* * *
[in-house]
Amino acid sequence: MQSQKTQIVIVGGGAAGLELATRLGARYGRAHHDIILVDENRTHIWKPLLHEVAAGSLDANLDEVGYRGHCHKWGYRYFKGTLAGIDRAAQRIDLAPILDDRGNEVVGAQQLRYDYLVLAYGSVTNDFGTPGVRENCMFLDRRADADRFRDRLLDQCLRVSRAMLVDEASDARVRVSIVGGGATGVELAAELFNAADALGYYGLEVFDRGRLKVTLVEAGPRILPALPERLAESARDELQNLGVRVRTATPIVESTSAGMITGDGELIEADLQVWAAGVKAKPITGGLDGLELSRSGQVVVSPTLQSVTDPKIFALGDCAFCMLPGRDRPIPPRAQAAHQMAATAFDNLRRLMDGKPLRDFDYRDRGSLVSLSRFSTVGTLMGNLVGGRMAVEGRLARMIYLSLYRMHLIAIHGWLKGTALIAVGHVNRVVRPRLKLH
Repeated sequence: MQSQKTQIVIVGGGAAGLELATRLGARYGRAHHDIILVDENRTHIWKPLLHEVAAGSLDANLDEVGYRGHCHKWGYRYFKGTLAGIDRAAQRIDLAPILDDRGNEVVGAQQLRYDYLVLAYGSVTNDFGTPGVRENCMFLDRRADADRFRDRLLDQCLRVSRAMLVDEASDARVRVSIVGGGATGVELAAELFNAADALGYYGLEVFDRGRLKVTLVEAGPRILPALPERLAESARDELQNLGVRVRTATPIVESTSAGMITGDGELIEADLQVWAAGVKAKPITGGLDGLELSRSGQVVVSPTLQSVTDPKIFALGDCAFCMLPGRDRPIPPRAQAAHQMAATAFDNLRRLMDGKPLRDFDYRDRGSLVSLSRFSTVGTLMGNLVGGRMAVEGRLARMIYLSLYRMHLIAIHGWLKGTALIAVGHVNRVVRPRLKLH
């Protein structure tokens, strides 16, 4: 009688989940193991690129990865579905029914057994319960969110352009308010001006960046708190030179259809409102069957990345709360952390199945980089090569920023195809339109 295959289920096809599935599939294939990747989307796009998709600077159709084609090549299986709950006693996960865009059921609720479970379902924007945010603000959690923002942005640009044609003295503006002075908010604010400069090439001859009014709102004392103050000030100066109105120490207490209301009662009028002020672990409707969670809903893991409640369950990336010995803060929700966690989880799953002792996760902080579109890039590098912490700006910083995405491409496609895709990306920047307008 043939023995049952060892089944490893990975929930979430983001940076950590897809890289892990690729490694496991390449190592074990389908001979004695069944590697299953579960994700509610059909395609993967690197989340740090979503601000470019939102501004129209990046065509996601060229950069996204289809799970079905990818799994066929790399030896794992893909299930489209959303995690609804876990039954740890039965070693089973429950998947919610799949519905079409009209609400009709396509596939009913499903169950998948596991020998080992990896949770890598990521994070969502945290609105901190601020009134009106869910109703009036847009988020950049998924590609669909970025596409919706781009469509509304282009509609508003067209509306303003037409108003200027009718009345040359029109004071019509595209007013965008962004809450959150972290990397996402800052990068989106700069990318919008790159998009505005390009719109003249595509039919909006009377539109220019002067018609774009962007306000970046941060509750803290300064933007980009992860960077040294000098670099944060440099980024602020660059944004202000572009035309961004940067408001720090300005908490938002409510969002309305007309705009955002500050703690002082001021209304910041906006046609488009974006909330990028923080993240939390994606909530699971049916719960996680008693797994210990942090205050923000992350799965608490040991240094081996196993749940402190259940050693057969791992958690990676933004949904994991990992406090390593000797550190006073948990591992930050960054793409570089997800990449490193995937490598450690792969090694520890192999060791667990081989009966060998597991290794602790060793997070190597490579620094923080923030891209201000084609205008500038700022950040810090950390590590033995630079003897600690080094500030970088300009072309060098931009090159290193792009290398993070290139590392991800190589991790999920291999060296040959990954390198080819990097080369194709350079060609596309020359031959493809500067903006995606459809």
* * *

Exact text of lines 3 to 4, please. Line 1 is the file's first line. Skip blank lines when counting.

Repeated sequence: MQSQKTQIVIVGGGAAGLELATRLGARYGRAHHDIILVDENRTHIWKPLLHEVAAGSLDANLDEVGYRGHCHKWGYRYFKGTLAGIDRAAQRIDLAPILDDRGNEVVGAQQLRYDYLVLAYGSVTNDFGTPGVRENCMFLDRRADADRFRDRLLDQCLRVSRAMLVDEASDARVRVSIVGGGATGVELAAELFNAADALGYYGLEVFDRGRLKVTLVEAGPRILPALPERLAESARDELQNLGVRVRTATPIVESTSAGMITGDGELIEADLQVWAAGVKAKPITGGLDGLELSRSGQVVVSPTLQSVTDPKIFALGDCAFCMLPGRDRPIPPRAQAAHQMAATAFDNLRRLMDGKPLRDFDYRDRGSLVSLSRFSTVGTLMGNLVGGRMAVEGRLARMIYLSLYRMHLIAIHGWLKGTALIAVGHVNRVVRPRLKLH
């Protein structure tokens, strides 16, 4: 009688989940193991690129990865579905029914057994319960969110352009308010001006960046708190030179259809409102069957990345709360952390199945980089090569920023195809339109 295959289920096809599935599939294939990747989307796009998709600077159709084609090549299986709950006693996960865009059921609720479970379902924007945010603000959690923002942005640009044609003295503006002075908010604010400069090439001859009014709102004392103050000030100066109105120490207490209301009662009028002020672990409707969670809903893991409640369950990336010995803060929700966690989880799953002792996760902080579109890039590098912490700006910083995405491409496609895709990306920047307008 043939023995049952060892089944490893990975929930979430983001940076950590897809890289892990690729490694496991390449190592074990389908001979004695069944590697299953579960994700509610059909395609993967690197989340740090979503601000470019939102501004129209990046065509996601060229950069996204289809799970079905990818799994066929790399030896794992893909299930489209959303995690609804876990039954740890039965070693089973429950998947919610799949519905079409009209609400009709396509596939009913499903169950998948596991020998080992990896949770890598990521994070969502945290609105901190601020009134009106869910109703009036847009988020950049998924590609669909970025596409919706781009469509509304282009509609508003067209509306303003037409108003200027009718009345040359029109004071019509595209007013965008962004809450959150972290990397996402800052990068989106700069990318919008790159998009505005390009719109003249595509039919909006009377539109220019002067018609774009962007306000970046941060509750803290300064933007980009992860960077040294000098670099944060440099980024602020660059944004202000572009035309961004940067408001720090300005908490938002409510969002309305007309705009955002500050703690002082001021209304910041906006046609488009974006909330990028923080993240939390994606909530699971049916719960996680008693797994210990942090205050923000992350799965608490040991240094081996196993749940402190259940050693057969791992958690990676933004949904994991990992406090390593000797550190006073948990591992930050960054793409570089997800990449490193995937490598450690792969090694520890192999060791667990081989009966060998597991290794602790060793997070190597490579620094923080923030891209201000084609205008500038700022950040810090950390590590033995630079003897600690080094500030970088300009072309060098931009090159290193792009290398993070290139590392991800190589991790999920291999060296040959990954390198080819990097080369194709350079060609596309020359031959493809500067903006995606459809």